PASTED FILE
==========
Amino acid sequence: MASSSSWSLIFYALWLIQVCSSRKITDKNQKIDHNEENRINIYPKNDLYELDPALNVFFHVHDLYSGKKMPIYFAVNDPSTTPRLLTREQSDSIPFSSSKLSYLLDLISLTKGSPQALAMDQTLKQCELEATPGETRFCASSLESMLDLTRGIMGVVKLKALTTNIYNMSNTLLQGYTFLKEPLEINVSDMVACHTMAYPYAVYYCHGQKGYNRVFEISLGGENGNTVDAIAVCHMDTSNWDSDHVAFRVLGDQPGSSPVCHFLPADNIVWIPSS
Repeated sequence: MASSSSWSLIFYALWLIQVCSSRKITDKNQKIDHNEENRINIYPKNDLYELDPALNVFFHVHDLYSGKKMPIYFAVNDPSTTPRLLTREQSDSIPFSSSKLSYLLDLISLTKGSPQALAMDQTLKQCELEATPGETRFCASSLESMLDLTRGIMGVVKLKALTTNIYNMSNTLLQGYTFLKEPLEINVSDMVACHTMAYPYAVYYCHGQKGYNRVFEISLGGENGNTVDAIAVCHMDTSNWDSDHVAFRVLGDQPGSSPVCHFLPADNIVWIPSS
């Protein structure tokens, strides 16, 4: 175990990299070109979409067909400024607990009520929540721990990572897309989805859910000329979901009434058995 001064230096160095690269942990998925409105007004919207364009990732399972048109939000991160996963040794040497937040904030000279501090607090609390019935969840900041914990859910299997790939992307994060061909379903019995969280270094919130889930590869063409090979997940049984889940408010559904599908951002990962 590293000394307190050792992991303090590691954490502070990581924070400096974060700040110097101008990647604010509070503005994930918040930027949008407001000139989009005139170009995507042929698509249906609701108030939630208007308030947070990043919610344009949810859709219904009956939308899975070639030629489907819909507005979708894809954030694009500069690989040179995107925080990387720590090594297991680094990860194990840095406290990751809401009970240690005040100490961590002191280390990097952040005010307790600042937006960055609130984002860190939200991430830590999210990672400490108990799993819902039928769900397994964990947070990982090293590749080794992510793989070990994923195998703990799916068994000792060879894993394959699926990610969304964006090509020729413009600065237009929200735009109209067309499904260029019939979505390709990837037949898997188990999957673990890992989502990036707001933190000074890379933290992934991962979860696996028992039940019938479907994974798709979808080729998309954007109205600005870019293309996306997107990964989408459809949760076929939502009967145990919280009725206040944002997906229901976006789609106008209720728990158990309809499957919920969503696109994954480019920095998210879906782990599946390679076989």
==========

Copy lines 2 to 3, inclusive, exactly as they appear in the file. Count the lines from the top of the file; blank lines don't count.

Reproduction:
Repeated sequence: MASSSSWSLIFYALWLIQVCSSRKITDKNQKIDHNEENRINIYPKNDLYELDPALNVFFHVHDLYSGKKMPIYFAVNDPSTTPRLLTREQSDSIPFSSSKLSYLLDLISLTKGSPQALAMDQTLKQCELEATPGETRFCASSLESMLDLTRGIMGVVKLKALTTNIYNMSNTLLQGYTFLKEPLEINVSDMVACHTMAYPYAVYYCHGQKGYNRVFEISLGGENGNTVDAIAVCHMDTSNWDSDHVAFRVLGDQPGSSPVCHFLPADNIVWIPSS
């Protein structure tokens, strides 16, 4: 175990990299070109979409067909400024607990009520929540721990990572897309989805859910000329979901009434058995 001064230096160095690269942990998925409105007004919207364009990732399972048109939000991160996963040794040497937040904030000279501090607090609390019935969840900041914990859910299997790939992307994060061909379903019995969280270094919130889930590869063409090979997940049984889940408010559904599908951002990962 590293000394307190050792992991303090590691954490502070990581924070400096974060700040110097101008990647604010509070503005994930918040930027949008407001000139989009005139170009995507042929698509249906609701108030939630208007308030947070990043919610344009949810859709219904009956939308899975070639030629489907819909507005979708894809954030694009500069690989040179995107925080990387720590090594297991680094990860194990840095406290990751809401009970240690005040100490961590002191280390990097952040005010307790600042937006960055609130984002860190939200991430830590999210990672400490108990799993819902039928769900397994964990947070990982090293590749080794992510793989070990994923195998703990799916068994000792060879894993394959699926990610969304964006090509020729413009600065237009929200735009109209067309499904260029019939979505390709990837037949898997188990999957673990890992989502990036707001933190000074890379933290992934991962979860696996028992039940019938479907994974798709979808080729998309954007109205600005870019293309996306997107990964989408459809949760076929939502009967145990919280009725206040944002997906229901976006789609106008209720728990158990309809499957919920969503696109994954480019920095998210879906782990599946390679076989």